A timber frame home completes cozy Colorado mountain getaway
Story by Amy Laughinghouse
Photography by Laurie Dickson
Just outside the town of Telluride, Colorado, a timber frame chateau lies tucked into a hillside, overlooking the San Juan Mountains. As elk graze nearby, a landscaped waterfall flows over smooth slabs of native stone, providing a soothing soundtrack that accentuates the quiet stillness of the evening. To the northeast, the moon is rising over Mount Emma, flooding the mesa with ethereal blue light.
“If you go up there and see the views, it’s just spectacular,” Mary Grace says. She and her husband, Kevin, owned a second home in the heart of Telluride for 12 years before opting to build on the outskirts of the village. When they found a spacious, seven-acre lot with striking views of Mount Wilson and Sunshine Mountain, it didn’t take the couple long to decide that their new vacation home would be a timber frame.
“I didn’t want it to fit in a particular time frame,” Mary Grace says. “You know how you look at certain homes and say, ‘Oh, 1970s!’ Or, ‘Oh, 1950s!’ I didn’t want that. I wanted something that was timeless, and I think the timber frame is pretty timeless.”
When the couple saw a post-and-beam home that Kent Building Company Inc. of Telluride had built in conjunction with timber framer Bensonwood Homes of Alstead, New Hampshire, they knew they’d found their team. Mary Grace heard that general contractor Josh Kent, who owns Kent Building Company Inc., had a very good reputation. “And his crew was experienced with the timber frame process,” she says. A visit to Bensonwood only reinforced Mary Grace and Kevin’s decision.
“We toured Bensonwood’s headquarters and looked at other things they had done,” Mary Grace says. “We saw everything from simple to very elaborate, and always, the quality of the frame was excellent. We were sold.”
At Bensonwood Homes, designer Brian Smeltz and master timber framer Dennis Marcom, who served as job captain on the project, labored to create a home that met the exacting standards of the couple’s community, which governs everything from the height and footprint of a house to the materials included. The result was a 5,900-square-foot chateau that provides plenty of room for Mary Grace, Kevin and their three grown children.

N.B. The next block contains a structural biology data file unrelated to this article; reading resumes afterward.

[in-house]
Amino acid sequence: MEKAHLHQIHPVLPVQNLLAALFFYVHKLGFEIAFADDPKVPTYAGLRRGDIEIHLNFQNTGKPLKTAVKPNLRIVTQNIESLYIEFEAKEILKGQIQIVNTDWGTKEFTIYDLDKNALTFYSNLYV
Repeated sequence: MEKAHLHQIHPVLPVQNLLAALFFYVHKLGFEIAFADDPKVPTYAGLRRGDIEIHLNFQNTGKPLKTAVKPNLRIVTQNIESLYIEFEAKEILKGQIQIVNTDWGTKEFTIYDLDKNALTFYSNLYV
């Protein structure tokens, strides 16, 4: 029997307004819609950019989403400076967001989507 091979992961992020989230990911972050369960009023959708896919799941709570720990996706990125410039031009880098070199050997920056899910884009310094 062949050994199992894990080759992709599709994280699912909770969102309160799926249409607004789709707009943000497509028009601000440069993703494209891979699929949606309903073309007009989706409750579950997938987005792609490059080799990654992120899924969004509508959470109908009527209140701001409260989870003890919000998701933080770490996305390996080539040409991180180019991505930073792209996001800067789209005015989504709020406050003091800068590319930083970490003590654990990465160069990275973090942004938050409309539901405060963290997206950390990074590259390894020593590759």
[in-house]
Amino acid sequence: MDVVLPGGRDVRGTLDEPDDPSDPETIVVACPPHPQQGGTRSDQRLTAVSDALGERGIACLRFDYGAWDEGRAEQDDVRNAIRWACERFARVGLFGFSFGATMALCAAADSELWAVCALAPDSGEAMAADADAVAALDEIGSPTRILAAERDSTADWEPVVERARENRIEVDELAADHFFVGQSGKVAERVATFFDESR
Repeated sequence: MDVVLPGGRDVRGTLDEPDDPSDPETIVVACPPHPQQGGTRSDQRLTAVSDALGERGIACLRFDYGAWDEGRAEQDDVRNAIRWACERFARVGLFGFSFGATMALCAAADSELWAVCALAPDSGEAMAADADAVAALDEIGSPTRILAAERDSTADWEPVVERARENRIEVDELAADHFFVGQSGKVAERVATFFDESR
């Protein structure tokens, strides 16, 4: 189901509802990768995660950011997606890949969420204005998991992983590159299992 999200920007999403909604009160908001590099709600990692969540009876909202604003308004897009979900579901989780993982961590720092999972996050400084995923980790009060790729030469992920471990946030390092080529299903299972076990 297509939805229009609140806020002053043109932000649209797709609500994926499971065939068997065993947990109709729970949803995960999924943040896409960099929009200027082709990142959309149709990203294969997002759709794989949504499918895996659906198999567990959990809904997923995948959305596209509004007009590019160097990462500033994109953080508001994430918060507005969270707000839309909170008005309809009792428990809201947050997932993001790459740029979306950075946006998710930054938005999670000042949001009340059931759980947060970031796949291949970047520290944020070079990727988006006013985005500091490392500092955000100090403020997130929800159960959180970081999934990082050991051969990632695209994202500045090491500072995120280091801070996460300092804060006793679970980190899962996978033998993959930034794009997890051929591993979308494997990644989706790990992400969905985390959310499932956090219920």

The exterior, which incorporates stucco, stone and western red cedar lap siding, borrows from the mountain architecture of Switzerland, Brian says. The undulating line of the roof, formed in part by the steeply pitched dormer windows, mimics the surrounding mountains.
As for the timber frame structure itself, which would eventually be enclosed by stressed-skin panels, Bensonwood was guided by Mary Grace’s desire for simplicity. “I didn’t want any extra stuffno elaborate splines, no carvings,” Mary Grace says. “I said, ‘Only put in what you need to hold up the house.’ I didn’t want to take away from the frame itself.”
All the mortise-and-tenon joints are housed, meaning that the post has a recessed area into which the girt fits. “The full timber is housed into the post, as opposed to just being a butt fit,” Brian says. Not only does a housed joint allow for increased bearing capacity, but it also assists in locking the joints in place and helping to disguise any shrinkage that may occur as wood dries. Though the frame was constructed of a very stable woodrecycled Douglas fir, reclaimed from a sawmill in Washington state and from the Royal Typewriter building in Hartford, Connecticutit was still vulnerable to some shrinkage. “Most of the buildings these timbers were pulled out of were not heavily heated, like we heat a house, so there may still be more moisture content than you get in a modern residence,” Brian says.
Mary Grace has been pleased with the results. “After three years, the joints are still so tight,” she says.
But it wasn’t the stability of the wood that influenced the owners’ decision to use reclaimed Douglas fir. “They have a story,” Mary Grace says. “They have bolt holes and nail holes, and they have probably already seen a lot of things. They came from buildings being torn down, and now they have new life. They’re appreciated in a new way instead of ending up in a dump.”
Mary Grace, who worked with interior decorator James “Tay” Ruthenburg of Evaline Karges Interiors Inc. in Evansville, Indiana, also collected an eclectic array of antique objects that help to give her home a sense of history. Among her most interesting finds are the English chimney pots atop the flue and French balconies that accent the stairway. “They just spoke to me,” she says. “I like to have a little surprise, a little whimsy in my house.”
The home owners’ sense of humor is as strong as their sense of style, as evidenced by a wooden sign one of their carpenters made. “Mary Graceland” it reads–the nickname the couple’s craftsmen and friends have adopted for this retreat that captures Mary Grace’s spirit.
“It’s very comfortable,” Mary Grace says. “Guests come and say, ‘No, let’s not go out to dinner. Don’t you have something in the fridge? Can’t we just stay home?’
“Once we get up there,” she says with a laugh, “no one really likes to leave.”
Bensonwood Homes, R.R. 1, 224 Pratt Road, Alstead Center NH 03602; 603-835-6391
The Joinery Co., P.O. Box 518 Tarboro NC 27886; 800-726-7463
Kent Building Co. Inc., P.O. Box 582 Telluride CO 81435; 970-728-3381